Taiwan’s Foxconn, the world’s largest contract electronics maker, is “very confident” it can buy into the chip business of Japan’s Toshiba (TOSBF, +2.15%), company founder Terry Gou said on Wednesday.
Gou was speaking as Foxconn, formally known as Hon Hai Precision Industry, broke ground for a 61 billion yuan ($8.87 billion) flat-screen display factory in Guangzhou province, southern China.
He declined to say whether Foxconn had submitted a bid for Toshiba’s chip business, nor how much of the business it was interested in.
“I cannot say we are for sure getting it, but we are very confident. We are also very sincere,” Gou said.
“Money should not be the only thing (for Toshiba) to consider… We can help its technology to be sold in products all over the world. That is Foxconn’s advantage.”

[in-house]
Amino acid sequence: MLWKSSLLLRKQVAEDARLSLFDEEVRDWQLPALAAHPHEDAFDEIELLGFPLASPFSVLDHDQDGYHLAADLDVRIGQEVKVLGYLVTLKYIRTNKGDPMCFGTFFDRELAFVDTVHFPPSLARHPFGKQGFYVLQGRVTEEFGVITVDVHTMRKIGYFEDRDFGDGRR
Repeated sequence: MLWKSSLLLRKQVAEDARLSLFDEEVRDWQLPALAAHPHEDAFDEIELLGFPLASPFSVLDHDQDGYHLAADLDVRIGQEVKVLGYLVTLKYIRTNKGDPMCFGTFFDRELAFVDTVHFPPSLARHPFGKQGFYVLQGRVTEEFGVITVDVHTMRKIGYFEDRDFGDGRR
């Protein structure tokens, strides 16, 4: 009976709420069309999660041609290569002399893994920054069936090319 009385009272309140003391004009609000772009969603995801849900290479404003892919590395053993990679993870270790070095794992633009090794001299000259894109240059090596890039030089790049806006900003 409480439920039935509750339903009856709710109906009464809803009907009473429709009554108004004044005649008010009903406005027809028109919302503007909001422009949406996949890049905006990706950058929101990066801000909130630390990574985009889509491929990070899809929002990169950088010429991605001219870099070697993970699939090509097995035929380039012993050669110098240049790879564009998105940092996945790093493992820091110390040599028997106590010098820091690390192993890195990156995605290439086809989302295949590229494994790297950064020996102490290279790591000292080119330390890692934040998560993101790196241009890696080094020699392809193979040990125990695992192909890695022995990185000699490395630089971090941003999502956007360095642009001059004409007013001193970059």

He said as Foxconn was not a chip maker, there would be no anti-monopoly issues.
Industry watchers have said Foxconn, which last year bought control of Japan’s Sharp (SHCAY, +2.76%), may find it easier than other bidders to buy a stake as it is not a major memory chip maker and so could avoid any lengthy anti-trust review.
Toshiba is considering selling the majority – or all – of its marquee flash-memory chip business, as it seeks to fill a multi-billion-dollar hole in its nuclear business.
Toshiba is the second-biggest NAND chip producer after South Korea’s Samsung Electronics (SSNLF, 0.00%).